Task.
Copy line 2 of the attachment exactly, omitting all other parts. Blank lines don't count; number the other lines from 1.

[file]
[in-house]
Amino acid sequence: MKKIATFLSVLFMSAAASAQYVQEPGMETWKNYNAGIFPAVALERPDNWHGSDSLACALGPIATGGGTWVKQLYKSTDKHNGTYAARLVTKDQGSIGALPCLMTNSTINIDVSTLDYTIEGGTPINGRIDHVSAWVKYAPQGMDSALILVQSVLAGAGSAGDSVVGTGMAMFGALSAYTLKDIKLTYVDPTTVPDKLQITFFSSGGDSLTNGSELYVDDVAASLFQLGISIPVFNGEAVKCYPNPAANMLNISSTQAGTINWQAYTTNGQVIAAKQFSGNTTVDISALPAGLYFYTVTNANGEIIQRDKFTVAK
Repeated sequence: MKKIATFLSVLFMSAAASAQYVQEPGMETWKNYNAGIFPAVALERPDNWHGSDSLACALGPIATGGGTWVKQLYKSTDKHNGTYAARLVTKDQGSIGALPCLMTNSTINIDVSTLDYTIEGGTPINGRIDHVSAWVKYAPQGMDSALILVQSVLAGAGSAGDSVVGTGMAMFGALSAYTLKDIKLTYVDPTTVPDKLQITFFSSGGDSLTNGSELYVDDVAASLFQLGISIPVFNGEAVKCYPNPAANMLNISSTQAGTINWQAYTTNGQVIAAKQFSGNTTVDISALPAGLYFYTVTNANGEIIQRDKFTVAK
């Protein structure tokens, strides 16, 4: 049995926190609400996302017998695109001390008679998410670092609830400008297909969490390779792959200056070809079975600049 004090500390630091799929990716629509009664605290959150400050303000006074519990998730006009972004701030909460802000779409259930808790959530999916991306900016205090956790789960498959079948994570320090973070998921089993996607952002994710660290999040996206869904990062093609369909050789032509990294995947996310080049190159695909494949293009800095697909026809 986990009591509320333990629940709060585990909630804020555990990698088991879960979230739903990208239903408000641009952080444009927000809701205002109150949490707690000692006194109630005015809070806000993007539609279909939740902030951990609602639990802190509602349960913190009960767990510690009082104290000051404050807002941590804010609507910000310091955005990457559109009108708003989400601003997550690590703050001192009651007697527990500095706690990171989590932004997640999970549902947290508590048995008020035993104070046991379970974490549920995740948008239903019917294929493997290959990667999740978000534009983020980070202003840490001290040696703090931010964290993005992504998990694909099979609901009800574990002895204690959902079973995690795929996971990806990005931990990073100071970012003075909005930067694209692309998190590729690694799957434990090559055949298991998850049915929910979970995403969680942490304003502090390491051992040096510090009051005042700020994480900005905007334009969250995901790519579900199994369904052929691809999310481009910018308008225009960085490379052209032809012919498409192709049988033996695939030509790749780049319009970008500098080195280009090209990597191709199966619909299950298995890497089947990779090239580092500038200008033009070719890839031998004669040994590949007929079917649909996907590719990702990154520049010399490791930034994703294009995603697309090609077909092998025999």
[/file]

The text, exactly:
Amino acid sequence: MKKIATFLSVLFMSAAASAQYVQEPGMETWKNYNAGIFPAVALERPDNWHGSDSLACALGPIATGGGTWVKQLYKSTDKHNGTYAARLVTKDQGSIGALPCLMTNSTINIDVSTLDYTIEGGTPINGRIDHVSAWVKYAPQGMDSALILVQSVLAGAGSAGDSVVGTGMAMFGALSAYTLKDIKLTYVDPTTVPDKLQITFFSSGGDSLTNGSELYVDDVAASLFQLGISIPVFNGEAVKCYPNPAANMLNISSTQAGTINWQAYTTNGQVIAAKQFSGNTTVDISALPAGLYFYTVTNANGEIIQRDKFTVAK